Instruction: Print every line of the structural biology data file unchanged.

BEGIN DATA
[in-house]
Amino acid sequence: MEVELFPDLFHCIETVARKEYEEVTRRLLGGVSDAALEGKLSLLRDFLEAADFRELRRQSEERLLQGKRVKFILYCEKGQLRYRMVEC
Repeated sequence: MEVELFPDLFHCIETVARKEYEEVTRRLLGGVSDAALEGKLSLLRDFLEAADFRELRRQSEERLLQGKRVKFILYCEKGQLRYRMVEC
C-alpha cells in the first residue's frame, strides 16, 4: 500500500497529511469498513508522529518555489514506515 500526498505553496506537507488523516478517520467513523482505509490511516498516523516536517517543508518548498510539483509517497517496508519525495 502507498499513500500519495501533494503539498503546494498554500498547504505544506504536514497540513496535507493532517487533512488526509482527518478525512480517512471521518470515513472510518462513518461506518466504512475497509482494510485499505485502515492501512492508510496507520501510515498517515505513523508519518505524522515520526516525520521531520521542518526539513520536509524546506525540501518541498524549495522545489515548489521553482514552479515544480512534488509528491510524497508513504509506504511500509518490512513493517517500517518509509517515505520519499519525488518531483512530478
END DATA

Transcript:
[in-house]
Amino acid sequence: MEVELFPDLFHCIETVARKEYEEVTRRLLGGVSDAALEGKLSLLRDFLEAADFRELRRQSEERLLQGKRVKFILYCEKGQLRYRMVEC
Repeated sequence: MEVELFPDLFHCIETVARKEYEEVTRRLLGGVSDAALEGKLSLLRDFLEAADFRELRRQSEERLLQGKRVKFILYCEKGQLRYRMVEC
C-alpha cells in the first residue's frame, strides 16, 4: 500500500497529511469498513508522529518555489514506515 500526498505553496506537507488523516478517520467513523482505509490511516498516523516536517517543508518548498510539483509517497517496508519525495 502507498499513500500519495501533494503539498503546494498554500498547504505544506504536514497540513496535507493532517487533512488526509482527518478525512480517512471521518470515513472510518462513518461506518466504512475497509482494510485499505485502515492501512492508510496507520501510515498517515505513523508519518505524522515520526516525520521531520521542518526539513520536509524546506525540501518541498524549495522545489515548489521553482514552479515544480512534488509528491510524497508513504509506504511500509518490512513493517517500517518509509517515505520519499519525488518531483512530478